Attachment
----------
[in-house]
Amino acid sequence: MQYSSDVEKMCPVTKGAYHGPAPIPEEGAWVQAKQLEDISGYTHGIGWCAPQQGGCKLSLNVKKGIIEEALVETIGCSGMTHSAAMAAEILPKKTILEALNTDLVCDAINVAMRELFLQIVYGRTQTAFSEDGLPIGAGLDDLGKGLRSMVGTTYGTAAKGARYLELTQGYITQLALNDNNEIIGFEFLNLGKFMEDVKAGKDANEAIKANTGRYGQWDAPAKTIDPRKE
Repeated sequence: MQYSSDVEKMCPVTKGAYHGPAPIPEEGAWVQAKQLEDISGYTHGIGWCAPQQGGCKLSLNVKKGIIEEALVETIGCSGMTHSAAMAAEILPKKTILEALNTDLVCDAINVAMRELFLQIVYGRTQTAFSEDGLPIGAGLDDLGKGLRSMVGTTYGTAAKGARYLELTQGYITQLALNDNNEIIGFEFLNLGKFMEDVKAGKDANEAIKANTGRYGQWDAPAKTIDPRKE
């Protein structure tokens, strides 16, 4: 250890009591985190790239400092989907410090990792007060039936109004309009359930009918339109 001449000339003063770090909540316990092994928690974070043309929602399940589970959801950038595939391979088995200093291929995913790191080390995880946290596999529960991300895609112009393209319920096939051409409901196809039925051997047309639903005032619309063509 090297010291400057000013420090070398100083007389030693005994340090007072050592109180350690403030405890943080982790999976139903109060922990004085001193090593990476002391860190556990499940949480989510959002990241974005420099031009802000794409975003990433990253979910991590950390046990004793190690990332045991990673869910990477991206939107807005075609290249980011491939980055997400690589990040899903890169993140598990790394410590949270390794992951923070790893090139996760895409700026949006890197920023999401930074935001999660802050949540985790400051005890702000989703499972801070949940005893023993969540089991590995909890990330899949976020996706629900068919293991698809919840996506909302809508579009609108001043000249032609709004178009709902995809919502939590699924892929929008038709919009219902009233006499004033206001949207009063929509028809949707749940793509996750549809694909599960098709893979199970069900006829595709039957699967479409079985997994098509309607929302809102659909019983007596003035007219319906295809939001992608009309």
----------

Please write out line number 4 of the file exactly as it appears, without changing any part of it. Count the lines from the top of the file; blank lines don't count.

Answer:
């Protein structure tokens, strides 16, 4: 250890009591985190790239400092989907410090990792007060039936109004309009359930009918339109 001449000339003063770090909540316990092994928690974070043309929602399940589970959801950038595939391979088995200093291929995913790191080390995880946290596999529960991300895609112009393209319920096939051409409901196809039925051997047309639903005032619309063509 090297010291400057000013420090070398100083007389030693005994340090007072050592109180350690403030405890943080982790999976139903109060922990004085001193090593990476002391860190556990499940949480989510959002990241974005420099031009802000794409975003990433990253979910991590950390046990004793190690990332045991990673869910990477991206939107807005075609290249980011491939980055997400690589990040899903890169993140598990790394410590949270390794992951923070790893090139996760895409700026949006890197920023999401930074935001999660802050949540985790400051005890702000989703499972801070949940005893023993969540089991590995909890990330899949976020996706629900068919293991698809919840996506909302809508579009609108001043000249032609709004178009709902995809919502939590699924892929929008038709919009219902009233006499004033206001949207009063929509028809949707749940793509996750549809694909599960098709893979199970069900006829595709039957699967479409079985997994098509309607929302809102659909019983007596003035007219319906295809939001992608009309």